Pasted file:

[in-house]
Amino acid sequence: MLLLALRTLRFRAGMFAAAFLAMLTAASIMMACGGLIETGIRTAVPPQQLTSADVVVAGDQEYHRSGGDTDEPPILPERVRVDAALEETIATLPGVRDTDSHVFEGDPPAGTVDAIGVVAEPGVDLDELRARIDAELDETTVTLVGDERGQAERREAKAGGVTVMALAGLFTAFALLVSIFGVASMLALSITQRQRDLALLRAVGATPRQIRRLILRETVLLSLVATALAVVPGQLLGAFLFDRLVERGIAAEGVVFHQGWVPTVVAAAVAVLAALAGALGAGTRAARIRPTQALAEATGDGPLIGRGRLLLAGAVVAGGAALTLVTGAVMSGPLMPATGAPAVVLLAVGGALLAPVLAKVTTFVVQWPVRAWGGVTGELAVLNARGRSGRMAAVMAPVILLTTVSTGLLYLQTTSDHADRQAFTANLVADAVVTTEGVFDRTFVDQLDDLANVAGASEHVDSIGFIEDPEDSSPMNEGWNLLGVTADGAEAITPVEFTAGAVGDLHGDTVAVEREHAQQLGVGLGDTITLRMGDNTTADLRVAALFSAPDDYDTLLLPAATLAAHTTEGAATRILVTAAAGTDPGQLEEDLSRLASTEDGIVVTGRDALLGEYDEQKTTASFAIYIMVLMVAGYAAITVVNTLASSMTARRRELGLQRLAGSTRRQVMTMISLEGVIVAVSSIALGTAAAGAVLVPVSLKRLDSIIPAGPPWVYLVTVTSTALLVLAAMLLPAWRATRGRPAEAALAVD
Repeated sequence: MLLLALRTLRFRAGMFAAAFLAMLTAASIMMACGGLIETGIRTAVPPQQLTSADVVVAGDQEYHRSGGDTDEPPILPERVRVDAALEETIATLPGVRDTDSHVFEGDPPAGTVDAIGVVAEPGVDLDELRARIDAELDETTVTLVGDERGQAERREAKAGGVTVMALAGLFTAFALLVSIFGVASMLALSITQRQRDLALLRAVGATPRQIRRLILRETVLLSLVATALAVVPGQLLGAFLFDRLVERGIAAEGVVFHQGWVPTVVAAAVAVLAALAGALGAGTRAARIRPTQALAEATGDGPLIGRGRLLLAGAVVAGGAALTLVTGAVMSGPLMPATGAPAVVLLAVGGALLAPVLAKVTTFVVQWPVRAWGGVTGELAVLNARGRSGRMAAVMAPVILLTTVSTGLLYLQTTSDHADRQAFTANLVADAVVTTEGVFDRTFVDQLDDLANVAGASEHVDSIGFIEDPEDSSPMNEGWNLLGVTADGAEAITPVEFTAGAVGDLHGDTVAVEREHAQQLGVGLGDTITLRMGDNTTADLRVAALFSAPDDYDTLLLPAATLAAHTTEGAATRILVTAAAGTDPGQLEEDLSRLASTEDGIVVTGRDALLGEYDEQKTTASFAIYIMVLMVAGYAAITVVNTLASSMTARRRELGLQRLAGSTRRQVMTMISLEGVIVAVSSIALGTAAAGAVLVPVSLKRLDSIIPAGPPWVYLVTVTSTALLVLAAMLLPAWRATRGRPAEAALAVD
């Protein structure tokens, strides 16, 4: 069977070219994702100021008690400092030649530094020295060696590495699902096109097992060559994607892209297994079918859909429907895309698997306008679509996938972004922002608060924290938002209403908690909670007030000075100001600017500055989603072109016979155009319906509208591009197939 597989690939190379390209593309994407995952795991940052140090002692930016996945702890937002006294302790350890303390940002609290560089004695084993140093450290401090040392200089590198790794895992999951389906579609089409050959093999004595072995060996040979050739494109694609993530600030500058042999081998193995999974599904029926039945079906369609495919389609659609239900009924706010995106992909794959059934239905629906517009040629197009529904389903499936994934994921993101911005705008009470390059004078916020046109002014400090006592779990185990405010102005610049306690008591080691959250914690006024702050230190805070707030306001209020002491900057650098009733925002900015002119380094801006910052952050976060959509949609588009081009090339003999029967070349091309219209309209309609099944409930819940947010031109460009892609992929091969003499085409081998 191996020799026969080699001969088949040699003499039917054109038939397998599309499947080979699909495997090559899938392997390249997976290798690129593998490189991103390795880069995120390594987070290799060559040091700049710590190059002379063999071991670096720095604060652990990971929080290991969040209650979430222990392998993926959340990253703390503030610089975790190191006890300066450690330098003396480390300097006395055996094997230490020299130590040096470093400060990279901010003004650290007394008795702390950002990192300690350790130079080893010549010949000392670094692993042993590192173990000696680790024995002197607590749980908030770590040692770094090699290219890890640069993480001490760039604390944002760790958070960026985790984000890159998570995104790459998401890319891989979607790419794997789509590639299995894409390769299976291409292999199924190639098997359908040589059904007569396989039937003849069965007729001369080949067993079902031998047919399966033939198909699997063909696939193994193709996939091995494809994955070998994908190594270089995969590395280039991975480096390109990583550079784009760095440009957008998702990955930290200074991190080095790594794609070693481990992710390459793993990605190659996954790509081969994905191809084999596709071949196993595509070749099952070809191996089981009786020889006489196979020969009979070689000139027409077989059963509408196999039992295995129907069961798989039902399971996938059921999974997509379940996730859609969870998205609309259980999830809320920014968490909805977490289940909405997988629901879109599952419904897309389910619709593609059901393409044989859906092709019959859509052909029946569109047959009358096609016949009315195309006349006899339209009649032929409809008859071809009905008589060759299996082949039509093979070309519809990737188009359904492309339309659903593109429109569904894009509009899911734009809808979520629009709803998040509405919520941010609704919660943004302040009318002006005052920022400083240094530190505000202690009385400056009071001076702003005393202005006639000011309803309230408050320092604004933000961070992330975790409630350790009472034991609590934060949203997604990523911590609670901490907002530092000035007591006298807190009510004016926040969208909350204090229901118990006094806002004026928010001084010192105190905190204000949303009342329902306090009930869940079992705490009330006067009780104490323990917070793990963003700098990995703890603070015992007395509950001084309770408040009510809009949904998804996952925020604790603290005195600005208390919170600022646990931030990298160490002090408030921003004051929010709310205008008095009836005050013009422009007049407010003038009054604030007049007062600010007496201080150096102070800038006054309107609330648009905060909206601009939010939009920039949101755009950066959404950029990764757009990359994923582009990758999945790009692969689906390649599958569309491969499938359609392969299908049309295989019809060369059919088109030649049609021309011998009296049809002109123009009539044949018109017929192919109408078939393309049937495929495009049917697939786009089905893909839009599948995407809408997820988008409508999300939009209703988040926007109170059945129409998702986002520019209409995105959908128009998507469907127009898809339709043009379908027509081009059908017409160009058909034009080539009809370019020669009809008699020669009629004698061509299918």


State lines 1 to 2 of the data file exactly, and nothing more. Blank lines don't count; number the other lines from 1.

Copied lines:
[in-house]
Amino acid sequence: MLLLALRTLRFRAGMFAAAFLAMLTAASIMMACGGLIETGIRTAVPPQQLTSADVVVAGDQEYHRSGGDTDEPPILPERVRVDAALEETIATLPGVRDTDSHVFEGDPPAGTVDAIGVVAEPGVDLDELRARIDAELDETTVTLVGDERGQAERREAKAGGVTVMALAGLFTAFALLVSIFGVASMLALSITQRQRDLALLRAVGATPRQIRRLILRETVLLSLVATALAVVPGQLLGAFLFDRLVERGIAAEGVVFHQGWVPTVVAAAVAVLAALAGALGAGTRAARIRPTQALAEATGDGPLIGRGRLLLAGAVVAGGAALTLVTGAVMSGPLMPATGAPAVVLLAVGGALLAPVLAKVTTFVVQWPVRAWGGVTGELAVLNARGRSGRMAAVMAPVILLTTVSTGLLYLQTTSDHADRQAFTANLVADAVVTTEGVFDRTFVDQLDDLANVAGASEHVDSIGFIEDPEDSSPMNEGWNLLGVTADGAEAITPVEFTAGAVGDLHGDTVAVEREHAQQLGVGLGDTITLRMGDNTTADLRVAALFSAPDDYDTLLLPAATLAAHTTEGAATRILVTAAAGTDPGQLEEDLSRLASTEDGIVVTGRDALLGEYDEQKTTASFAIYIMVLMVAGYAAITVVNTLASSMTARRRELGLQRLAGSTRRQVMTMISLEGVIVAVSSIALGTAAAGAVLVPVSLKRLDSIIPAGPPWVYLVTVTSTALLVLAAMLLPAWRATRGRPAEAALAVD